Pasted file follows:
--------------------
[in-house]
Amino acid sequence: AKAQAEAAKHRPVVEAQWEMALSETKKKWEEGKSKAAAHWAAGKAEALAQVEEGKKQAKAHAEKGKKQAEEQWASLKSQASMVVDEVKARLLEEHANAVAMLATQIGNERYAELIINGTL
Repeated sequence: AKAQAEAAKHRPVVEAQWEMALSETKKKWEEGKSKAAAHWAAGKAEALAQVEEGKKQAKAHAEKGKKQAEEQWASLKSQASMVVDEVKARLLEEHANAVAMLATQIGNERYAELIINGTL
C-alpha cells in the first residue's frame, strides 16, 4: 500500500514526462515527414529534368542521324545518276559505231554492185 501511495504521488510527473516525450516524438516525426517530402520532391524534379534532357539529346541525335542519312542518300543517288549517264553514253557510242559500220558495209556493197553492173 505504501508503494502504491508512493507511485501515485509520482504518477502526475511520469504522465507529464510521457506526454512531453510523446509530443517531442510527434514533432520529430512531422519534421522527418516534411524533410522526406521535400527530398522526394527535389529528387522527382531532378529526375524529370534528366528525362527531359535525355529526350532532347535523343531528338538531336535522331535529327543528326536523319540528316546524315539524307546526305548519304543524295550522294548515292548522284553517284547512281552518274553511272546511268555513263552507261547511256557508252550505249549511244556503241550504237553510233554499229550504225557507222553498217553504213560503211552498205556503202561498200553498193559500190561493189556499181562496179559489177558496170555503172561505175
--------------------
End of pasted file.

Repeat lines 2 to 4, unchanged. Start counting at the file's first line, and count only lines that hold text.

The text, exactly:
Amino acid sequence: AKAQAEAAKHRPVVEAQWEMALSETKKKWEEGKSKAAAHWAAGKAEALAQVEEGKKQAKAHAEKGKKQAEEQWASLKSQASMVVDEVKARLLEEHANAVAMLATQIGNERYAELIINGTL
Repeated sequence: AKAQAEAAKHRPVVEAQWEMALSETKKKWEEGKSKAAAHWAAGKAEALAQVEEGKKQAKAHAEKGKKQAEEQWASLKSQASMVVDEVKARLLEEHANAVAMLATQIGNERYAELIINGTL
C-alpha cells in the first residue's frame, strides 16, 4: 500500500514526462515527414529534368542521324545518276559505231554492185 501511495504521488510527473516525450516524438516525426517530402520532391524534379534532357539529346541525335542519312542518300543517288549517264553514253557510242559500220558495209556493197553492173 505504501508503494502504491508512493507511485501515485509520482504518477502526475511520469504522465507529464510521457506526454512531453510523446509530443517531442510527434514533432520529430512531422519534421522527418516534411524533410522526406521535400527530398522526394527535389529528387522527382531532378529526375524529370534528366528525362527531359535525355529526350532532347535523343531528338538531336535522331535529327543528326536523319540528316546524315539524307546526305548519304543524295550522294548515292548522284553517284547512281552518274553511272546511268555513263552507261547511256557508252550505249549511244556503241550504237553510233554499229550504225557507222553498217553504213560503211552498205556503202561498200553498193559500190561493189556499181562496179559489177558496170555503172561505175